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Cell. 2017 Mar 9;168(6):1135-1148.e12. doi: 10.1016/j.cell.2017.02.009. Epub 2017 Mar 2.

An Intestinal Organ Culture System Uncovers a Role for the Nervous System in Microbe-Immune Crosstalk.

Author information

1
Division of Immunology, Department of Microbiology and Immunobiology, Harvard Medical School, Boston, MA 02115, USA.
2
School of Engineering and Applied Sciences, Harvard University, Cambridge, MA 02138, USA; Department of Physics, Harvard University, Cambridge, MA 02138, USA.
3
Division of Immunology, Department of Microbiology and Immunobiology, Harvard Medical School, Boston, MA 02115, USA. Electronic address: isaac_chiu@hms.harvard.edu.
4
Division of Immunology, Department of Microbiology and Immunobiology, Harvard Medical School, Boston, MA 02115, USA. Electronic address: cbdm@hms.harvard.edu.

Abstract

Investigation of host-environment interactions in the gut would benefit from a culture system that maintained tissue architecture yet allowed tight experimental control. We devised a microfabricated organ culture system that viably preserves the normal multicellular composition of the mouse intestine, with luminal flow to control perturbations (e.g., microbes, drugs). It enables studying short-term responses of diverse gut components (immune, neuronal, etc.). We focused on the early response to bacteria that induce either Th17 or RORg+ T-regulatory (Treg) cells in vivo. Transcriptional responses partially reproduced in vivo signatures, but these microbes elicited diametrically opposite changes in expression of a neuronal-specific gene set, notably nociceptive neuropeptides. We demonstrated activation of sensory neurons by microbes, correlating with RORg+ Treg induction. Colonic RORg+ Treg frequencies increased in mice lacking TAC1 neuropeptide precursor and decreased in capsaicin-diet fed mice. Thus, differential engagement of the enteric nervous system may partake in bifurcating pro- or anti-inflammatory responses to microbes.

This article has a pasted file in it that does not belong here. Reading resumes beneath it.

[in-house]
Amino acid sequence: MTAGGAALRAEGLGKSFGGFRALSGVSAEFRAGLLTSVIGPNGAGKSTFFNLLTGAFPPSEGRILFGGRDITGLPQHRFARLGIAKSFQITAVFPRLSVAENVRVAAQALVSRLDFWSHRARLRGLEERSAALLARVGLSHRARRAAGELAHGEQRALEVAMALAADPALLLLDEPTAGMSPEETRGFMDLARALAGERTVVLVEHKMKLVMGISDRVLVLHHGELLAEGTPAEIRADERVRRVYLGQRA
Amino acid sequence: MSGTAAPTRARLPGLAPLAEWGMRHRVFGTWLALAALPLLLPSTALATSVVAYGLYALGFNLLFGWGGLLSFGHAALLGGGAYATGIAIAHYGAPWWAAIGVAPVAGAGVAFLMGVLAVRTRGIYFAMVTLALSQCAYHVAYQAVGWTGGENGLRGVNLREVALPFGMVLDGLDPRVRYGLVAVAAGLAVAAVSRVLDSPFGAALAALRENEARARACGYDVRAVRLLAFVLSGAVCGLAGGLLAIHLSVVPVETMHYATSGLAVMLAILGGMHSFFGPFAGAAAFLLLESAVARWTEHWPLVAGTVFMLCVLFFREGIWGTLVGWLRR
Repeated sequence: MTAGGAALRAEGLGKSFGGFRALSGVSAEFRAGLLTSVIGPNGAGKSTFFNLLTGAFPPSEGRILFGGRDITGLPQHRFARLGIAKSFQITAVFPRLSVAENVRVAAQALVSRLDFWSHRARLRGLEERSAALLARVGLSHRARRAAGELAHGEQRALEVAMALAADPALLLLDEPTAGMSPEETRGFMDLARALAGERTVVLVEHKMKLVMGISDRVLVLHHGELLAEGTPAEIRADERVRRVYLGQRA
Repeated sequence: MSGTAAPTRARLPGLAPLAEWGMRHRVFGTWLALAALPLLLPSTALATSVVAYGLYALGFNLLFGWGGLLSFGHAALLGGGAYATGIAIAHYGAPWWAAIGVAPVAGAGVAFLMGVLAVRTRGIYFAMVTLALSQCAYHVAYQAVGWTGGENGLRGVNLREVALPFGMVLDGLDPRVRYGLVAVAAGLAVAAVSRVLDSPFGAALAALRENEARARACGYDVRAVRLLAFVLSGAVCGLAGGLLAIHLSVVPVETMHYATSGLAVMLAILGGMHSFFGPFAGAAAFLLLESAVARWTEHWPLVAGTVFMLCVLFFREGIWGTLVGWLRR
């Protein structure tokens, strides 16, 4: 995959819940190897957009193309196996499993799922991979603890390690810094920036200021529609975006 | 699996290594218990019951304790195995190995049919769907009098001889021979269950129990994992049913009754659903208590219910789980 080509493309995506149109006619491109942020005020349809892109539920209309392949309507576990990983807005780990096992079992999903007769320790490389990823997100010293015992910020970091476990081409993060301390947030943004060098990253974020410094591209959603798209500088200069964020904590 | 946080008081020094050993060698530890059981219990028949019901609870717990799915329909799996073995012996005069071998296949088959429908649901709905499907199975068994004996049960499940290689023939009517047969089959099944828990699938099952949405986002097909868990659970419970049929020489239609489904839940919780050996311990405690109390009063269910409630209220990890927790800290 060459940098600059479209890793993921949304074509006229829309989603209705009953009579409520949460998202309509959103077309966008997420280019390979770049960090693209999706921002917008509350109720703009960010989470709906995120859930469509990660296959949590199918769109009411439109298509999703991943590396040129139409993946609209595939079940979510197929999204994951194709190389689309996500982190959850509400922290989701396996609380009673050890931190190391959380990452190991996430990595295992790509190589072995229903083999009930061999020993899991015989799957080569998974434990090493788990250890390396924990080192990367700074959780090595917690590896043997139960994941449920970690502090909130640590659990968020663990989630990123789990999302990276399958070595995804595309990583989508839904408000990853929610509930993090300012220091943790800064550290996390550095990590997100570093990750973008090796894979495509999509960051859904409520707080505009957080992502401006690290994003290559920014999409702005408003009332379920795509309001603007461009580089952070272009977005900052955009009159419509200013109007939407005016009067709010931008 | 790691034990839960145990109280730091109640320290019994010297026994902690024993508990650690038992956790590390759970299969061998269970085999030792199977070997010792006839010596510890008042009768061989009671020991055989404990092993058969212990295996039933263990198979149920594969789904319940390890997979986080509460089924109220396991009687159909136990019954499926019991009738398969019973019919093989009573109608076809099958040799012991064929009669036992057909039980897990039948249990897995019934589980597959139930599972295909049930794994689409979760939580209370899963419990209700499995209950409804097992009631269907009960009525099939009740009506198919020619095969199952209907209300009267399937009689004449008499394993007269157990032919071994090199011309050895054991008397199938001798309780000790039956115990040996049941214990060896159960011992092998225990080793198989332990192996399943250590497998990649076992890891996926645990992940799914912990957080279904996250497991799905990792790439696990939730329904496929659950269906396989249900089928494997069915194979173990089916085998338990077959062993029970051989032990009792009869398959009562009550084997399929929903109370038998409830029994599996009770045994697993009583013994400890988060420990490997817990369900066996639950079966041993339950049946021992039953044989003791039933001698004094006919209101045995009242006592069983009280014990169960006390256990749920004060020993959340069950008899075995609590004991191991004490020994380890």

KEYWORDS:

enteric nervous system; gut microbiota; neuropeptides; regulatory T cells; substance P

PMID:
28262351
PMCID:
PMC5396461
DOI:
10.1016/j.cell.2017.02.009
[Indexed for MEDLINE]
Free PMC Article

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